August 22nd, 2003


I'm marking the occasion with festive floral pants.

Today is my last day at ebuild. I am filled with a range of emotions from elation at my new freedom to a bittersweet sadness at not being able to work with some of these people anymore. But in no way am I sad that I'm leaving this job. ebuild has been a valuable learning experience, teaching me many many lessons.

I knew this was the wrong place for me after being here for a month. My boss, Karen, never talked to me. She was always too "busy" to teach me anything. So I sat. And sat. I'd ask her over and over again to help her with things, but she'd rather do all of the menial work I was hired to do herself because she thought teaching me would take too much time. I thought that I was just having new job jitters. I wish I knew how wrong I was.

Karen and my relationship improved, and I began finding work from other sources, particularly another manager named Michael. I liked how I could always get work from Michael and thought he was a better manager than Karen. I even thought about asking if I could switch to reporting to him. I wish I knew how wrong I was.

Things went sour between me and Michael after a scene that may well have been taken from a Human Resources video. After that incident, Michael, my primary source of work, didn't talk to me for six weeks. By this time, I was learning that whether I worked for 40 hours in the week or worked for say, 10 and played on livejournal for the other 20 or so, nobody cared, and I got the same amount of recognition. I was learning that if I showed up a half hour late and left a half hour early, nobody noticed either. I was learning that no matter how much I cared about my job or how important I thought it was for things to be right, it's nearly impossible to work Quality Assurance for a company that only cares about quantity. I learned that I could never excel at a company that expected failure and was satisfied with mediocrity.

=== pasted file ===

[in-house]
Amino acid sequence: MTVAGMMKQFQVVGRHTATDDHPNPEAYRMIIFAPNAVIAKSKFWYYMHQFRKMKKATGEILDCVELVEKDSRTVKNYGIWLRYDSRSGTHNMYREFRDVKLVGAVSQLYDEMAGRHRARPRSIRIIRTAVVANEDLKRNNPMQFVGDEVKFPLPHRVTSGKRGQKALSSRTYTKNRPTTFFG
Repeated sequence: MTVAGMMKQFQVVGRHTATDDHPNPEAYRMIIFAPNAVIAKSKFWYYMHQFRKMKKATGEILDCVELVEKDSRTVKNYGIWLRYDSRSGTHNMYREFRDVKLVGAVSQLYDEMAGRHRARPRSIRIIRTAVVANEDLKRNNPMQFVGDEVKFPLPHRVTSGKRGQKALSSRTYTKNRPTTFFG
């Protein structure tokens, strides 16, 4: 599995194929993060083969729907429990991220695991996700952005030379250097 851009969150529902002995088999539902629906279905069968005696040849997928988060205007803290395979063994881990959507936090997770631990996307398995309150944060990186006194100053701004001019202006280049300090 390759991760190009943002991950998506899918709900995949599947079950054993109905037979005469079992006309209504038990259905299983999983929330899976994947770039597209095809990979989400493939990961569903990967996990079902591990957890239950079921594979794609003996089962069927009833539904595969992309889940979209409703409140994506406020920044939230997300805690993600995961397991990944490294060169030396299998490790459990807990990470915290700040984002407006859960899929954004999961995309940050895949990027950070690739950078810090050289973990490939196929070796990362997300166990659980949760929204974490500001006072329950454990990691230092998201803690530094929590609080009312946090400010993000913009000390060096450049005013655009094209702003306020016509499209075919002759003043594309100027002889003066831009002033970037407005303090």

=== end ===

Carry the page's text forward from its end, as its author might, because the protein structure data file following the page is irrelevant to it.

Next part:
All of these things drove me crazy. I demand of myself that I do the best job I can. I need to be busy. I had never been this idle at a job, or this ambivalent. And I hated it. So I started looking for a new job. This was the spring of 2002.

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